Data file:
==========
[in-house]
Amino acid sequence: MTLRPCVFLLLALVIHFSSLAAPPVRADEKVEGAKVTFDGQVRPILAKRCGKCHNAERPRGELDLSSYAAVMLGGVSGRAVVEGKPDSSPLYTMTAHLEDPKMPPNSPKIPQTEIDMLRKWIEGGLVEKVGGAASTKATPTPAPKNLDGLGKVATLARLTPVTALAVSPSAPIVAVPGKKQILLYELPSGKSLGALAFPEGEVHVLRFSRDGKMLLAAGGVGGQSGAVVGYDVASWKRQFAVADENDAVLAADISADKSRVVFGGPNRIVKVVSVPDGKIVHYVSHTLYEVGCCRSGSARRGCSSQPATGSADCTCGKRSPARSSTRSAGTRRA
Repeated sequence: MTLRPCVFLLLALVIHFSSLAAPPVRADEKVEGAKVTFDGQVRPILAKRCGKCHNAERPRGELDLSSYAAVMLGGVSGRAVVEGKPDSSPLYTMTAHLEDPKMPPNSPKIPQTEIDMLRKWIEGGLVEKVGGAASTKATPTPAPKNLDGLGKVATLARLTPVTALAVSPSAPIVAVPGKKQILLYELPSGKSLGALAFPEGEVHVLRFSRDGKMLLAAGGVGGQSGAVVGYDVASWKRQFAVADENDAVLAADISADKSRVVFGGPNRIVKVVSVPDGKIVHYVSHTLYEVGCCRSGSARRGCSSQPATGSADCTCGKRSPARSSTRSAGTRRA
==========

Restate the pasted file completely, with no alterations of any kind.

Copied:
[in-house]
Amino acid sequence: MTLRPCVFLLLALVIHFSSLAAPPVRADEKVEGAKVTFDGQVRPILAKRCGKCHNAERPRGELDLSSYAAVMLGGVSGRAVVEGKPDSSPLYTMTAHLEDPKMPPNSPKIPQTEIDMLRKWIEGGLVEKVGGAASTKATPTPAPKNLDGLGKVATLARLTPVTALAVSPSAPIVAVPGKKQILLYELPSGKSLGALAFPEGEVHVLRFSRDGKMLLAAGGVGGQSGAVVGYDVASWKRQFAVADENDAVLAADISADKSRVVFGGPNRIVKVVSVPDGKIVHYVSHTLYEVGCCRSGSARRGCSSQPATGSADCTCGKRSPARSSTRSAGTRRA
Repeated sequence: MTLRPCVFLLLALVIHFSSLAAPPVRADEKVEGAKVTFDGQVRPILAKRCGKCHNAERPRGELDLSSYAAVMLGGVSGRAVVEGKPDSSPLYTMTAHLEDPKMPPNSPKIPQTEIDMLRKWIEGGLVEKVGGAASTKATPTPAPKNLDGLGKVATLARLTPVTALAVSPSAPIVAVPGKKQILLYELPSGKSLGALAFPEGEVHVLRFSRDGKMLLAAGGVGGQSGAVVGYDVASWKRQFAVADENDAVLAADISADKSRVVFGGPNRIVKVVSVPDGKIVHYVSHTLYEVGCCRSGSARRGCSSQPATGSADCTCGKRSPARSSTRSAGTRRA